“A contemporary notice at the entrance to an archaeological site at Shisr in the province of Dhofar, Oman, proclaims: “Welcome to Ubar, the Lost City of Bedouin Legend”.However, scholars are divided over whether this really is the site of a legendary lost city of the sands.” Source: Wikipedia
I think it is an interesting story, and there are a lot of resources on the web where you could read more about it.
Walking through the New York Times Square, I’m utterly in touch with the drama of this space. A curious dog from a small balcony Is barking to the crowds that have morphed into ghosts And now sit around in circles to listen to the beat of spectral drums.
Their fine-tuned acoustics send bass notes of “‘bang” Every time another human has reached the entrance of the bridge to heaven. I pass them, still their music rumbling through my soul In my way to the stump of the Three of Hope. I’m going to rub its surface asking that a mother will go back to her children, Asking that the daughter whom I had to zoom last night will see her father again, Asking for a new choreography in my ward, That would replace the sad with happy endings.
I walk, thoughts flood my mind, I feel alone ….I don’t want to be alone. How can I cross from socially distance to socially intimate? I stop thinking about physical nearness as the image of the ghosts gathered to listen to the drum’s concert sends shivers through my spine. I think about the stump of the Three of Hope and speed up my steps, If I could only save that mother for her children, If only that father would go back home to his daughter..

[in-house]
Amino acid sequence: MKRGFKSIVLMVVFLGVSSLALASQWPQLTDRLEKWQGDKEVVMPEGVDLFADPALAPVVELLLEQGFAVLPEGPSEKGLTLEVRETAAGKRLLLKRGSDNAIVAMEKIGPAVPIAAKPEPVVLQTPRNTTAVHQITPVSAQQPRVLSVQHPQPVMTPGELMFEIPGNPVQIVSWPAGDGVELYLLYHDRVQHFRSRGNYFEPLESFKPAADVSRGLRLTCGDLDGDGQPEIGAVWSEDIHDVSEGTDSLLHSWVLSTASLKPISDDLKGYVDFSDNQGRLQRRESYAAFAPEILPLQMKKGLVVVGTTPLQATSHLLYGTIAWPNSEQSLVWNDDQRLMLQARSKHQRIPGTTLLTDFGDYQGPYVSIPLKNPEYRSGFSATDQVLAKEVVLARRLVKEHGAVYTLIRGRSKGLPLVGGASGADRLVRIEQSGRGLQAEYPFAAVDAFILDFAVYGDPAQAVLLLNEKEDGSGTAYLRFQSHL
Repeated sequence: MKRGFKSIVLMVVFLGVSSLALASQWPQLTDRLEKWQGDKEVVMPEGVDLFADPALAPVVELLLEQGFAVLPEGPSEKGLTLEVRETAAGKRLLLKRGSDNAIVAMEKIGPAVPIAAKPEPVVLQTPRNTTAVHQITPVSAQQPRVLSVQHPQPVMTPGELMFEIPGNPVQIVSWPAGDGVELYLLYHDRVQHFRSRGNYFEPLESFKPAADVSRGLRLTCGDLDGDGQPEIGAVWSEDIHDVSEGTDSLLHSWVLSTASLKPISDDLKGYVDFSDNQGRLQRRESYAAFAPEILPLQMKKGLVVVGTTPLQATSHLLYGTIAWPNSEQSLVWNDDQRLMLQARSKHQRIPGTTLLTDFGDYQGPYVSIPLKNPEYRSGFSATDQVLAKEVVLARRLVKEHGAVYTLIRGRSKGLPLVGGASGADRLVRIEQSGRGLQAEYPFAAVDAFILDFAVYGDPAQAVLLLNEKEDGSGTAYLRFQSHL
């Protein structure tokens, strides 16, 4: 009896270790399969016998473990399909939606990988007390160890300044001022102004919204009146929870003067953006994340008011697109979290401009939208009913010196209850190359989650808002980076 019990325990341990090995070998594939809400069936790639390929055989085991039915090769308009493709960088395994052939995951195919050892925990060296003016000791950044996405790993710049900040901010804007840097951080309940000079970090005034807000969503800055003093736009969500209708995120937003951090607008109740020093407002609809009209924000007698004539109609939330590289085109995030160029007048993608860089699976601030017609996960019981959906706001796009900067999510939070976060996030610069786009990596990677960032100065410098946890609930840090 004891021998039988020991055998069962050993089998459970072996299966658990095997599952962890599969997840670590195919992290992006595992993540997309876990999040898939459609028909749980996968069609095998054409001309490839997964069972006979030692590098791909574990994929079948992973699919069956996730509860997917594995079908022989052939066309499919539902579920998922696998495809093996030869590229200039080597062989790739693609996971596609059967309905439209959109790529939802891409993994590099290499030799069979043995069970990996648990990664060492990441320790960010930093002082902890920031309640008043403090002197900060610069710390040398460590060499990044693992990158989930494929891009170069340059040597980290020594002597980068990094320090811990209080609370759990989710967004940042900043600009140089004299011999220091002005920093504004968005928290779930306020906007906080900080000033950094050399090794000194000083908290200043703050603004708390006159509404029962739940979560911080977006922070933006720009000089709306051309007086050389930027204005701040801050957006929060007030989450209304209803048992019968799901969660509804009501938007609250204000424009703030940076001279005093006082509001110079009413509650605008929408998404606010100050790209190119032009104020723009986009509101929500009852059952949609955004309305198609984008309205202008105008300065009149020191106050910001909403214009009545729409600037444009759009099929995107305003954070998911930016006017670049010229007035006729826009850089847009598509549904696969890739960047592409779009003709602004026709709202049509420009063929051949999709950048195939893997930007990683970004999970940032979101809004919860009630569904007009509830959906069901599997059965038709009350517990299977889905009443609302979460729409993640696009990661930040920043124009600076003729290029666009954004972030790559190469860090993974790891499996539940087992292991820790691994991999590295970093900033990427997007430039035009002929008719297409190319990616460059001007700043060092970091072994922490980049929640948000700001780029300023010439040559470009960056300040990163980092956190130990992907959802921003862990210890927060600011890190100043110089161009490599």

I wrote this poem a few months ago. It is about a doctor in NYC, when the city was in the middle of the pandemic. The Three of Hope actually exists in NYC. And there is a story behind it……
During the 1920s and 1930s, Seventh Avenue in the 130s was nicknamed the Boulevard of Dreams, a stretch of Harlem lined with top theaters and clubs such as the Lafayette Theater and Connie’s Inn. Between these venues was a lone elm tree (see it above) known as the Tree of Hope, bringing good luck to any up-and-coming entertainer who touched it before hitting the stage—as Fletcher Henderson, Ethel Waters, Eubie Blake, and others did.
The tree didn’t last, it was chopped down in 1934. When the tree was cut down in 1934 during the expansion of 7th Avenue, it was cut into logs and sold as souvenirs. A second tree was soon planted but that too met the ax.
Instead of it now there is a plaque, to remind of the place where the Three of Hope once was.